Inspire. August.


I’ve often talked and written about how profoundly life-altering it was when I returned from my first (and at the time I thought only) trip to Wales. It was barely forty-eight hours and yet it left an indelible mark on my soul. It led me down new paths that branched off and created new adventures and journeys within these past thirty-five years. If I recall correctly, that first summer was spent working at (the now defunct) Waldenbook’s bookstore, where as an employee I received a 33% discount, and folks wonder why I had less money at the end of the summer than I started with. I was straightening and dusting books, and performing an additional wide plethora of mindless tasks when I noticed a small mass market paperback book high on a shelf. It was the title that drew my attention: Here Be Dragons. I thought it would be fantastical and in line with my hobby of playing Dungeons & Dragons, but I was to be disappointed in that, and extremely gratified to discover that it was a novel based in medieval Wales centering on the life and world of the Prince of Wales, Llywelyn Fawr.

I was drawn into this story quickly. This is the only book that I’ve owned three copies of: one that I read several times and gave to someone to read, a new copy to replace that one, and a digital copy for my Kindle. There were two subsequent novels, Falls the Shadow and The Reckoning, now know more or less as The Welsh Trilogy. I was all in.

The author, Sharon Kay Penman had a way of bringing me into the medieval age, and I read the rest of her books – all of them – voraciously. Not one was a disappointment. One of the things that drew me so deep was Penman’s Author’s Notes, where she discussed and explained her researching process and she defined some of the things that seemed implausible but that had in fact actually happened.

  1. Lady Joanna’s affair, the burning of the prince’s bed, and the execution of her lover. True.
  2. Gruffydd ap Llywelyn, the prince’s son was held hostage by King John and the terms of his release were detailed in the Magna Carta; yes, THE Magna Carta. True.
  3. Eleanor de Montfort kidnapped by pirates. True.

And much more.

Earlier this week, I discovered that Ms. Penman died in early 2021. I am heartbroken, but I’ve discovered her last published book, The Land Beyond the Sea, which I began this afternoon. The memories of reading her well-researched and well-developed books will continue to inspire me as I continue to gain insight into the process of writing and the joy of reading.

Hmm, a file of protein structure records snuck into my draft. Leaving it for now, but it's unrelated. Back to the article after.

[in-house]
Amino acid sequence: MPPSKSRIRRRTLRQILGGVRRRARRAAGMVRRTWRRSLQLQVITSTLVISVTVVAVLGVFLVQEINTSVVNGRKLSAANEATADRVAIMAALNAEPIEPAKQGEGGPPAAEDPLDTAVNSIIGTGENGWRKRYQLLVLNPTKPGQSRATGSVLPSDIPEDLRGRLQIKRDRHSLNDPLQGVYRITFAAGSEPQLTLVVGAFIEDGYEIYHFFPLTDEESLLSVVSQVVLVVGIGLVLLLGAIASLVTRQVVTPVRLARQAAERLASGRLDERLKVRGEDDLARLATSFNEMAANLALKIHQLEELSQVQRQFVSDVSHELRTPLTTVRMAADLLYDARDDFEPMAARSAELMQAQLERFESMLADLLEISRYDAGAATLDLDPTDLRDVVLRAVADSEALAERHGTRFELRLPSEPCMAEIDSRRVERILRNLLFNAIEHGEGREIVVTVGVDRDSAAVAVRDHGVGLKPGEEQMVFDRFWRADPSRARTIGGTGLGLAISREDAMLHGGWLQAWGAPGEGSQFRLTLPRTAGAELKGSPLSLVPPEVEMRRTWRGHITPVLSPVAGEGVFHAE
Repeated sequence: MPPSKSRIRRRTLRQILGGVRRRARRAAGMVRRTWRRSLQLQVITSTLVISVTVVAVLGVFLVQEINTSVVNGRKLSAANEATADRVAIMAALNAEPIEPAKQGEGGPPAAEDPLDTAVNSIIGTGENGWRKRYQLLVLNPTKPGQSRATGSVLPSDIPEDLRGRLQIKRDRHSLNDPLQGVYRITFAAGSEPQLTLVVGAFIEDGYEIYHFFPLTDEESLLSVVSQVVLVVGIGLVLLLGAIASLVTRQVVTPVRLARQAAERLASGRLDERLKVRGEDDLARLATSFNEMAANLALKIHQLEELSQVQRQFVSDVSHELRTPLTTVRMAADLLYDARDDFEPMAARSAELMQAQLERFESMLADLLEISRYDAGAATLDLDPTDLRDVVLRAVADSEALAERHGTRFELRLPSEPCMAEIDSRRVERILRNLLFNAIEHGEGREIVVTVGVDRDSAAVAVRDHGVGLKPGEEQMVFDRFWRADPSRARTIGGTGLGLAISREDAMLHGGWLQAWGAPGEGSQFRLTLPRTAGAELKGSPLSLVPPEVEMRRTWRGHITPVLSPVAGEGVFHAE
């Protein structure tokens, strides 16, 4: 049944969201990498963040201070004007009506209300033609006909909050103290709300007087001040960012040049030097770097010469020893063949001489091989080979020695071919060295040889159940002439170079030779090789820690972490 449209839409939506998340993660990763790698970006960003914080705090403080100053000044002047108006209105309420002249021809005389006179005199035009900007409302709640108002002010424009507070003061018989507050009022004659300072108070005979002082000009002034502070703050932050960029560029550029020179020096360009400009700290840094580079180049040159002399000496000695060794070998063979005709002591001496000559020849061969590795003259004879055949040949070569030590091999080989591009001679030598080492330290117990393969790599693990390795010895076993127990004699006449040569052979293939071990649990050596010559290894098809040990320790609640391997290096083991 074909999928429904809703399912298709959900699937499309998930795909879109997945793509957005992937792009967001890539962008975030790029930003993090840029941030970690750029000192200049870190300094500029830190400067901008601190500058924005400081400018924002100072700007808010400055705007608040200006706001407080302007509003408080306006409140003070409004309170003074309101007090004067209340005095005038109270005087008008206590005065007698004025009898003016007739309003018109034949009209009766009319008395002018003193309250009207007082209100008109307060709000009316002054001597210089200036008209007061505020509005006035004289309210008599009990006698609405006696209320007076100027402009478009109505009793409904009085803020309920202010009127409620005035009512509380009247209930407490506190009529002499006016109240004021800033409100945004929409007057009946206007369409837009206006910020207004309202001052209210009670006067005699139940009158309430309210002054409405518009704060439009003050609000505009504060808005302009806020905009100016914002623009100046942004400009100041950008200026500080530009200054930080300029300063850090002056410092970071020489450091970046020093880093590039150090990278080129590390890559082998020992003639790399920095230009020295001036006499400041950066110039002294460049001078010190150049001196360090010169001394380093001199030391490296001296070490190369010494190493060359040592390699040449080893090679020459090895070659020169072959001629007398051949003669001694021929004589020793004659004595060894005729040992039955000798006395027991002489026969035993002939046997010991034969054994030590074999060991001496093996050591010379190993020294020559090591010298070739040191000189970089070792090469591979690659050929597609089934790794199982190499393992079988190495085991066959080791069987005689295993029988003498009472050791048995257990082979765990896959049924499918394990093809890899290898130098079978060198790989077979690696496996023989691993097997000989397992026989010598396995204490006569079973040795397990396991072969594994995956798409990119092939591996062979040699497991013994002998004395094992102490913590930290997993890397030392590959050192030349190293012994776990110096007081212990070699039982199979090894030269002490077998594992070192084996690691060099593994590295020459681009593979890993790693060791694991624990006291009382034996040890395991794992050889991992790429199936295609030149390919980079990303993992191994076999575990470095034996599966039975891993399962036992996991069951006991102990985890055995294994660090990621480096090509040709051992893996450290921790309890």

“We’d become aliens in our own land,” he’d warned, “denied our own laws, our own language, even our yesterdays, for a conquered people are not allowed a prideful past. Worst of all, we’d be leaving our children and grandchildren a legacy of misery and loss, a future bereft of hope.”
― Sharon Kay Penman, The Reckoning

“But in all honesty, I do not find it so peculiar a notion, that a Welshman should rule Wales.”
― Sharon Kay Penman, Falls the Shadow

“Poor Wales. So far from Heaven, so close to England.”
― Sharon Kay Penman, Here Be Dragons

“Fretting about time’s passing will not slow it down one whit.”
― Sharon Kay Penman, Here be Dragons

“for each age interprets the past in the light of its own biases.”
― Sharon Kay Penman, Falls the Shadow

Dolwyddelan Castle, built by Llywelyn Fawr (the Great) in or around the 13th century. Dolwyddelan, Gwynedd, North Wales. (I don’t imagine it looked much different in his time, especially from this angle.)

Travel – Photos – A Brief Look at My Wales


I’ve been fortunate to have visited North Wales three times. The first was randomness, the second fortune, and the third with determination. All three were spiritual and while the first began a decades old journey, all three began, and explored different aspects of that journey. All three had friends and family supporting and helping to make it happen.

Read the brief captions about the three photos I’ve chosen to represent my three visits, all steeped in more meaning than can be written in such a brief blurb, but will be explored more fully, or if not fully, then thoroughly in future days.

This photo, while taken in 2017, represents my first visit in 1987. I hiked and hitchhiked from the train in Betws-y-Coed to this youth hostel, just about center of the Llanberis Pass, a stop for hikers and climbers alike. It was my first foray into Wales, and it grabbed me in a way that many other things haven’t come close. It linked me to a place i’ve never been as if I’ve been born there. It is my soul’s homeland, and I feel the hiraeth as clearly as any native-born Welsh-person. The youth hostel at Pen-y-Pass. (c)2017-2018

Dolwyddelan Castle from the road. Taken in 2009, and representing my 2009 visit, it was also the view my family saw in 2017 when we stayed barely a mile up the road, but in 2009, this was one of my important, planned destinations: the birthplace of Llywelyn Fawr, the Prince of Wales. The castle wasn’t here, but he was born in and around this plot of land in 1178, and eventually built a motte and bailey castle on the mound here. This keep replaced that in future years.Llywelyn, and a gift from a dear friend, brought me to this place to see the places that i’d been reading about; and feeling about. The castle resides on private land, a working farm. You pay the woman at the back door, and walk through the cow gate, climbing the steep dirt path until reaching the pavement, and more hills going up and up. I wasn’t in the physical condition to go all the way to the keep. I may have tried if not for the misty rain making the slate and stone steps slippery. It was not a risk I was willing to take alone. I was still content to have reached as far as I did, and to meet some folks. I walked around for a bit, listening to the nearby stream and small rapids crashing lightly against the rocks. I discovered a snarled tree that was the perfect place for a distant photo of the castle. Looking forward to my next visit. (c)2009-2018